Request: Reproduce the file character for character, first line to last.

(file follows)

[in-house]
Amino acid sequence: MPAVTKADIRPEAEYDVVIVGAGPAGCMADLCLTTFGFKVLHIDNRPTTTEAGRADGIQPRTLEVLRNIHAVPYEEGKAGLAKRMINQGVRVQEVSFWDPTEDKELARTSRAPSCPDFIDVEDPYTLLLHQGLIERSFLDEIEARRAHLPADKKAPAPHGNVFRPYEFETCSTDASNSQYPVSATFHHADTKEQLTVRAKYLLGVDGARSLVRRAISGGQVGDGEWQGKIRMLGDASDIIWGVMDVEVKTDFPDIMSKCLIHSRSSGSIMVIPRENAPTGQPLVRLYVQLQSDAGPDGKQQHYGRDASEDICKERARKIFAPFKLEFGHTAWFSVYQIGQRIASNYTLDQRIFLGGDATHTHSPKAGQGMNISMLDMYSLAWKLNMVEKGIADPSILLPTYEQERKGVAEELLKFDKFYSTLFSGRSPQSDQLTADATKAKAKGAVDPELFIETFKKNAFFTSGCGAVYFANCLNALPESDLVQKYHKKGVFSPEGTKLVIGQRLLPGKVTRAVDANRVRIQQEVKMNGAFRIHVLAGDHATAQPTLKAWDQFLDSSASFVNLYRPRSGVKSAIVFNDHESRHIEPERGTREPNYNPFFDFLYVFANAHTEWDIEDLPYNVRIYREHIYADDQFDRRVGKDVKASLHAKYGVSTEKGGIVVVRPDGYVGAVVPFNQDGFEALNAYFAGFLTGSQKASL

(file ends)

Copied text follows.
[in-house]
Amino acid sequence: MPAVTKADIRPEAEYDVVIVGAGPAGCMADLCLTTFGFKVLHIDNRPTTTEAGRADGIQPRTLEVLRNIHAVPYEEGKAGLAKRMINQGVRVQEVSFWDPTEDKELARTSRAPSCPDFIDVEDPYTLLLHQGLIERSFLDEIEARRAHLPADKKAPAPHGNVFRPYEFETCSTDASNSQYPVSATFHHADTKEQLTVRAKYLLGVDGARSLVRRAISGGQVGDGEWQGKIRMLGDASDIIWGVMDVEVKTDFPDIMSKCLIHSRSSGSIMVIPRENAPTGQPLVRLYVQLQSDAGPDGKQQHYGRDASEDICKERARKIFAPFKLEFGHTAWFSVYQIGQRIASNYTLDQRIFLGGDATHTHSPKAGQGMNISMLDMYSLAWKLNMVEKGIADPSILLPTYEQERKGVAEELLKFDKFYSTLFSGRSPQSDQLTADATKAKAKGAVDPELFIETFKKNAFFTSGCGAVYFANCLNALPESDLVQKYHKKGVFSPEGTKLVIGQRLLPGKVTRAVDANRVRIQQEVKMNGAFRIHVLAGDHATAQPTLKAWDQFLDSSASFVNLYRPRSGVKSAIVFNDHESRHIEPERGTREPNYNPFFDFLYVFANAHTEWDIEDLPYNVRIYREHIYADDQFDRRVGKDVKASLHAKYGVSTEKGGIVVVRPDGYVGAVVPFNQDGFEALNAYFAGFLTGSQKASL